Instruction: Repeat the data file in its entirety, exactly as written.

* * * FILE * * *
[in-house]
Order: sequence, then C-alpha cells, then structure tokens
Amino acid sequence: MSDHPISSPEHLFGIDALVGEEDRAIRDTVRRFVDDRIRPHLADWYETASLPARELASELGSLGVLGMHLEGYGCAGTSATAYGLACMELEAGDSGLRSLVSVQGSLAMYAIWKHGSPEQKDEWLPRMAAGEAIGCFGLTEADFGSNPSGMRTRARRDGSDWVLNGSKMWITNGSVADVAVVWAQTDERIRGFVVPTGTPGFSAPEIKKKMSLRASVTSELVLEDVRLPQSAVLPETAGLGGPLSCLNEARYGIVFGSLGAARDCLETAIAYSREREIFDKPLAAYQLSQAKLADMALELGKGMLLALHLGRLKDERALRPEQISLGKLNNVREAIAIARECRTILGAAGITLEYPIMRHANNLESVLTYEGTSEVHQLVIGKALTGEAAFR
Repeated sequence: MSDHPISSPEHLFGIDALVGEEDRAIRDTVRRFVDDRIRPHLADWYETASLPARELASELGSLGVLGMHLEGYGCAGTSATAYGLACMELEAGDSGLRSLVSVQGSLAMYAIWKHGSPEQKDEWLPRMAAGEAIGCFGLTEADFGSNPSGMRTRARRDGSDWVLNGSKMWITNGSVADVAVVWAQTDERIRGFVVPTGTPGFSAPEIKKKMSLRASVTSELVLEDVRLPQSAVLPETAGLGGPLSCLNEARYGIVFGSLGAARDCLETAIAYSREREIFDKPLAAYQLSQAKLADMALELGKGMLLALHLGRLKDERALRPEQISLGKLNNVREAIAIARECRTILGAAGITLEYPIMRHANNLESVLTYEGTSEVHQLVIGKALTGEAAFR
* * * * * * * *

[in-house]
Order: sequence, then C-alpha cells, then structure tokens
Amino acid sequence: MSDHPISSPEHLFGIDALVGEEDRAIRDTVRRFVDDRIRPHLADWYETASLPARELASELGSLGVLGMHLEGYGCAGTSATAYGLACMELEAGDSGLRSLVSVQGSLAMYAIWKHGSPEQKDEWLPRMAAGEAIGCFGLTEADFGSNPSGMRTRARRDGSDWVLNGSKMWITNGSVADVAVVWAQTDERIRGFVVPTGTPGFSAPEIKKKMSLRASVTSELVLEDVRLPQSAVLPETAGLGGPLSCLNEARYGIVFGSLGAARDCLETAIAYSREREIFDKPLAAYQLSQAKLADMALELGKGMLLALHLGRLKDERALRPEQISLGKLNNVREAIAIARECRTILGAAGITLEYPIMRHANNLESVLTYEGTSEVHQLVIGKALTGEAAFR
Repeated sequence: MSDHPISSPEHLFGIDALVGEEDRAIRDTVRRFVDDRIRPHLADWYETASLPARELASELGSLGVLGMHLEGYGCAGTSATAYGLACMELEAGDSGLRSLVSVQGSLAMYAIWKHGSPEQKDEWLPRMAAGEAIGCFGLTEADFGSNPSGMRTRARRDGSDWVLNGSKMWITNGSVADVAVVWAQTDERIRGFVVPTGTPGFSAPEIKKKMSLRASVTSELVLEDVRLPQSAVLPETAGLGGPLSCLNEARYGIVFGSLGAARDCLETAIAYSREREIFDKPLAAYQLSQAKLADMALELGKGMLLALHLGRLKDERALRPEQISLGKLNNVREAIAIARECRTILGAAGITLEYPIMRHANNLESVLTYEGTSEVHQLVIGKALTGEAAFR